By Owen and Elmore
29 Aug 2007 - AMES, Iowa – The impacts of recent extreme weather on Iowa’s corn crop have brought many questions to Iowa State University agronomists on what to expect for the rest of the season. Rain has saturated and flooded many of Iowa’s corn fields. Unfortunately, there is little or no research on late-season flooding on corn to determine what the real effects are of this situation, reports Michael D. K. Owen, associate chair of the ISU Department of Agronomy and extension weed scientist.
Owen said any impact from this water on corn yield is purely speculation. For spring flooding, corn can withstand two to four days of flooding without a serious impact. Yet, corn was well into the dent stage across Iowa during the recent heavy rains.
A 1998 publication on wet condition effects included the statement, “…once corn has reached silking, shallow depths of flooding will not cause much damage.” Flooded and saturated soils are a greater concern in the early season because vegetative growth is rapidly progressing and healthy root systems are imperative to take up nutrients, water, etc.
Roger Elmore, ISU Extension corn specialist, said corn in the late reproductive stages is accumulating dry matter for greater kernel weights and this is contributed largely from above-ground movement of carbohydrates. Although root systems are still important at this time, the root mass is naturally declining due to plant maturation taking place.
Elmore said the real impacts and considerations of too much water at this time of year can be summarized as follows:
Shallow, short-term (less than four days) flooding -- Expect limited problems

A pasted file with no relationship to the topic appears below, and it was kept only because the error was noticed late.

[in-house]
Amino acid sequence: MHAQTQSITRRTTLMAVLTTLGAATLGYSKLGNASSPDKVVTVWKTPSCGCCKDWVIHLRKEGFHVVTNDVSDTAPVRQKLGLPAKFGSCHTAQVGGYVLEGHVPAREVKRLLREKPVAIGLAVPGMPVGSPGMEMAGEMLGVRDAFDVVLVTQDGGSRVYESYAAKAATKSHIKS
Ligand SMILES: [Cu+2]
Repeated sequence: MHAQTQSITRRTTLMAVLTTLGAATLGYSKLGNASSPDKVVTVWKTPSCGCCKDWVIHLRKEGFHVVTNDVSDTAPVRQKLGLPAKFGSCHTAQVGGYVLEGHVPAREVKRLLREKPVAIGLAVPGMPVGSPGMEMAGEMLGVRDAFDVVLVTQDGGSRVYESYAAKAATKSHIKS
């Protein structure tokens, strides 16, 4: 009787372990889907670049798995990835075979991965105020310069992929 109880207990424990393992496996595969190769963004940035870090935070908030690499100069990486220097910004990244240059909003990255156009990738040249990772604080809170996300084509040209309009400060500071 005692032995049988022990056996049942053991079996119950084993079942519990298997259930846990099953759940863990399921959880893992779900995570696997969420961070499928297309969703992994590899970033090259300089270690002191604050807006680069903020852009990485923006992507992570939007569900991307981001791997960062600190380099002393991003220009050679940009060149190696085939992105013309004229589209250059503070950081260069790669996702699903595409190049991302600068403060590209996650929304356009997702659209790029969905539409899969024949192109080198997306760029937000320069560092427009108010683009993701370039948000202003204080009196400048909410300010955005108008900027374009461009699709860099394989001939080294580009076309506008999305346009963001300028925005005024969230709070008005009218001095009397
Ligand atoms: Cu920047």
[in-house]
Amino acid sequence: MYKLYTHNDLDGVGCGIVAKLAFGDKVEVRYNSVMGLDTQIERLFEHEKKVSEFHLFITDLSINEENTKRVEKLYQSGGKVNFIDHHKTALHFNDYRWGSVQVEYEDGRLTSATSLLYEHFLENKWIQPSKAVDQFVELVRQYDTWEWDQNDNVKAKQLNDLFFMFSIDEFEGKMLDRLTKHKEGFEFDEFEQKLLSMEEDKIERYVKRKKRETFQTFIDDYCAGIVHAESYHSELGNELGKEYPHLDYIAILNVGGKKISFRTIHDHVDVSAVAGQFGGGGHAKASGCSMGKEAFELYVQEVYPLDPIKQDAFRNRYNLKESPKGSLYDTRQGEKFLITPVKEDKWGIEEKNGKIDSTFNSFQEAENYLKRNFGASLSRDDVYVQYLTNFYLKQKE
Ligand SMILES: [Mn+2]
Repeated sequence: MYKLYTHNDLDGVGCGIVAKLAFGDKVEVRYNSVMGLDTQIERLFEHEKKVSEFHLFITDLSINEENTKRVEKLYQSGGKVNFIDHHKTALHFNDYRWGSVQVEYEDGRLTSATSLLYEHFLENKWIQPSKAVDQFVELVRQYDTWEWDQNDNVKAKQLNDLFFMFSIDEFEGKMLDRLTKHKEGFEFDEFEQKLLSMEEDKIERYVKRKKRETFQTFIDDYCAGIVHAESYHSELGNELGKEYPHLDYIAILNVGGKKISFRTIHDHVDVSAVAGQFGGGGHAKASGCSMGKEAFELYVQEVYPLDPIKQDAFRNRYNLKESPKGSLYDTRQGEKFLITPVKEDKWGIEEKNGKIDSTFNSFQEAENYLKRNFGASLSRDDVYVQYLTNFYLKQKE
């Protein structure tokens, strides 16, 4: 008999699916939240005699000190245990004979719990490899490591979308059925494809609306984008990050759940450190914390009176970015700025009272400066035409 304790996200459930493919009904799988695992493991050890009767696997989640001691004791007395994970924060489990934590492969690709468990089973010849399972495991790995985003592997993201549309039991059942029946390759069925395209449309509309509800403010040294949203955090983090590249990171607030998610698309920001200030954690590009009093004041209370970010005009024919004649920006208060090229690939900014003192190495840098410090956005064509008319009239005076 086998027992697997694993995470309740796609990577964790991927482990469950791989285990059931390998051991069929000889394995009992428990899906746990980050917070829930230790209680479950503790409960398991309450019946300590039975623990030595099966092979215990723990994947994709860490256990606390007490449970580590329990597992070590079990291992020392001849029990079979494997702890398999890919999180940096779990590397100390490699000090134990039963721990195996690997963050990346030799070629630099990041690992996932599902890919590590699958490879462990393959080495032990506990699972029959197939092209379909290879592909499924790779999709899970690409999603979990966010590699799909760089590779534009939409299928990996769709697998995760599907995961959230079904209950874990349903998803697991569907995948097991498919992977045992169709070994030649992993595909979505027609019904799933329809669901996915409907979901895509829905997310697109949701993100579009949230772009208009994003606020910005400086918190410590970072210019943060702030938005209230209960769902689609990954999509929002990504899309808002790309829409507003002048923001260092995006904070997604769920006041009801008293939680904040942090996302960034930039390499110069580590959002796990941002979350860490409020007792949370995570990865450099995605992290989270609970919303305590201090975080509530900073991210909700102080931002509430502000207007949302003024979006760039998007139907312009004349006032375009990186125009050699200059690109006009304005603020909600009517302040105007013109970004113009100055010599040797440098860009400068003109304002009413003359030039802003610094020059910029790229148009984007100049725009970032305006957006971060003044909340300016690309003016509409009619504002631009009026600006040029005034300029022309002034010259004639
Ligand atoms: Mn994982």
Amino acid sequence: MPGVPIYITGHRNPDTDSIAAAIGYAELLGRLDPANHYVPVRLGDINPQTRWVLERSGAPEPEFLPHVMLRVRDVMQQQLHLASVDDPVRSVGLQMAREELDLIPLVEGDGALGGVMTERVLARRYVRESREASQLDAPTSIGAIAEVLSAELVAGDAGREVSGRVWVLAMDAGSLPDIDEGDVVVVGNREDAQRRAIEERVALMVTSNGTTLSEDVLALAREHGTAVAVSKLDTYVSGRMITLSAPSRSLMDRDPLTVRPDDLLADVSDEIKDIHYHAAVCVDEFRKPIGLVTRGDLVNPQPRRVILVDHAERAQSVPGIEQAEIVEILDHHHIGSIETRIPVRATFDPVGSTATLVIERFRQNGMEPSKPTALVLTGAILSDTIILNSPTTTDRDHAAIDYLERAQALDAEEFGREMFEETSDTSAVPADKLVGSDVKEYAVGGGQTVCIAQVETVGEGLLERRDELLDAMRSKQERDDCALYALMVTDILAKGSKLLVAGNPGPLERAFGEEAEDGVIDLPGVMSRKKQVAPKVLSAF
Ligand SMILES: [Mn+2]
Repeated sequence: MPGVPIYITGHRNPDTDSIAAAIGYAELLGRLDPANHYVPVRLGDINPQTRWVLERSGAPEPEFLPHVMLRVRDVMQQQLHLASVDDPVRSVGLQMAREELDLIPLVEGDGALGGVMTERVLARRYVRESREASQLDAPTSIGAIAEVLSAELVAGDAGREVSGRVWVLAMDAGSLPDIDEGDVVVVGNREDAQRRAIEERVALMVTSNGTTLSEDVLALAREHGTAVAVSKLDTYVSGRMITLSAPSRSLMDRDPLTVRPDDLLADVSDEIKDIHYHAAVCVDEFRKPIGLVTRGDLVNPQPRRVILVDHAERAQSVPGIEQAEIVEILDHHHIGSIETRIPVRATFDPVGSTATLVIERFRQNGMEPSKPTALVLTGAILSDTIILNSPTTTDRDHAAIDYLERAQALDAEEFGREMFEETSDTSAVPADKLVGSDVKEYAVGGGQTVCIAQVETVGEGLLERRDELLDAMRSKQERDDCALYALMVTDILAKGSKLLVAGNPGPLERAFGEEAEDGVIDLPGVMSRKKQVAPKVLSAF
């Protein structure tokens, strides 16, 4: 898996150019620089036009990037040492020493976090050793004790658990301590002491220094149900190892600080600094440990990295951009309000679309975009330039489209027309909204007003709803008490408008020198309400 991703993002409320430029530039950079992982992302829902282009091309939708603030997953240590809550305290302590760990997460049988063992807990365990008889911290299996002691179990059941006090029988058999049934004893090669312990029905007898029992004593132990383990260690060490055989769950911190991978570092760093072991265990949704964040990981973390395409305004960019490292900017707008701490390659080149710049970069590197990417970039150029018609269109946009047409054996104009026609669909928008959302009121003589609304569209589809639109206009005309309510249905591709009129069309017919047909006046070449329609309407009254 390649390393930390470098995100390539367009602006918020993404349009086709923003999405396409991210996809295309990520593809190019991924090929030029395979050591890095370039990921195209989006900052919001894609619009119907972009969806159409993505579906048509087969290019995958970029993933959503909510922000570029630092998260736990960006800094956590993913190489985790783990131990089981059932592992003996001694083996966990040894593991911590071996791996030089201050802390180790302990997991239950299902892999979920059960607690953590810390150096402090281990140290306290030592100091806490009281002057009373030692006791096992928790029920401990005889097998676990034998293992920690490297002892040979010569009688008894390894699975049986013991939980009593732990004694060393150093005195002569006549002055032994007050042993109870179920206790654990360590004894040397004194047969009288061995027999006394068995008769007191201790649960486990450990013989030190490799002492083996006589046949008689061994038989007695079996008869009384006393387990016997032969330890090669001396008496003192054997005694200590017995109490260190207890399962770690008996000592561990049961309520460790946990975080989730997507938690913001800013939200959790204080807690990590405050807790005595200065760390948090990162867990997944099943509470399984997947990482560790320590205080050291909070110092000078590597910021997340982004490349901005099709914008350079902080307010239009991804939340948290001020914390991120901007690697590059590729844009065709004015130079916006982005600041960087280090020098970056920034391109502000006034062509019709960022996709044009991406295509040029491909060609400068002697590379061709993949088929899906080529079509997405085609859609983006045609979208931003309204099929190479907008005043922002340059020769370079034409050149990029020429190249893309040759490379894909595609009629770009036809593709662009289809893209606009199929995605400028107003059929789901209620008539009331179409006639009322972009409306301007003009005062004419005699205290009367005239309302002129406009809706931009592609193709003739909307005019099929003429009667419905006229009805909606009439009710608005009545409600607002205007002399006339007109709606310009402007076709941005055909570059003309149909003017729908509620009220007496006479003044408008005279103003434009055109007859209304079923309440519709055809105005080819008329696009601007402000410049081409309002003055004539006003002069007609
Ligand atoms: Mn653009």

• Stalk diseases and stalk lodging will increase. Harvest times and efficiency will be compromised.
• Ear diseases and molds (if ears are submerged) will increase and perhaps make the grain unmarketable.
• Poor grain quality may create storage and handling problems.
• Nitrogen status of the soil may change. Carefully soil sampling later in the fall.
• Plant death: some plants may die. See Table 1 for effects of plant death at various late-season growth stages. For example, if an ear contains kernels with a starch line that is half-way down the kernel, the yield loss is 8 percent. Thus, corn would yield 92 percent of what it could have, assuming no other losses occur.
Table 1: Effects of Plant Death at Various Late-Season Growth Stages
|Grain Stage||Days to Maturity||
Yield Loss from Plant Death (%)
|¼ starch line||19||19|
|½ starch line||13||8|
|¾ starch line||7||3|
|Black layer (maturity)||0||0|
Hail also is often a part of these large thunderstorm events, Owen said. At this time in the crop growth cycle, if a plant is broken over or lodged and if that the ear is not harvested, that portion of the crop is lost. Earlier in the season we expect the neighboring plants to compensate for the missing plant. At this time, neighboring plants cannot and will not compensate for the missing plant.
In addition to this, if hail strips leaves yield losses are easily estimated. If half of the leaf area is lost, yields will be reduced around 1 percent. If 100 percent of the leaf area is lost, corn beyond early dent and not yet mature could lose from 8 to 32 percent of yield potential depending on crop growth stage.
Micheal D. K. Owen, Department of Agronomy, (515) 294-5936, email@example.com
Roger Elmore, Department of Agronomy, (515) 294-6655, firstname.lastname@example.org
Jean McGuire, Communications and Marketing (5150 294-7033, email@example.com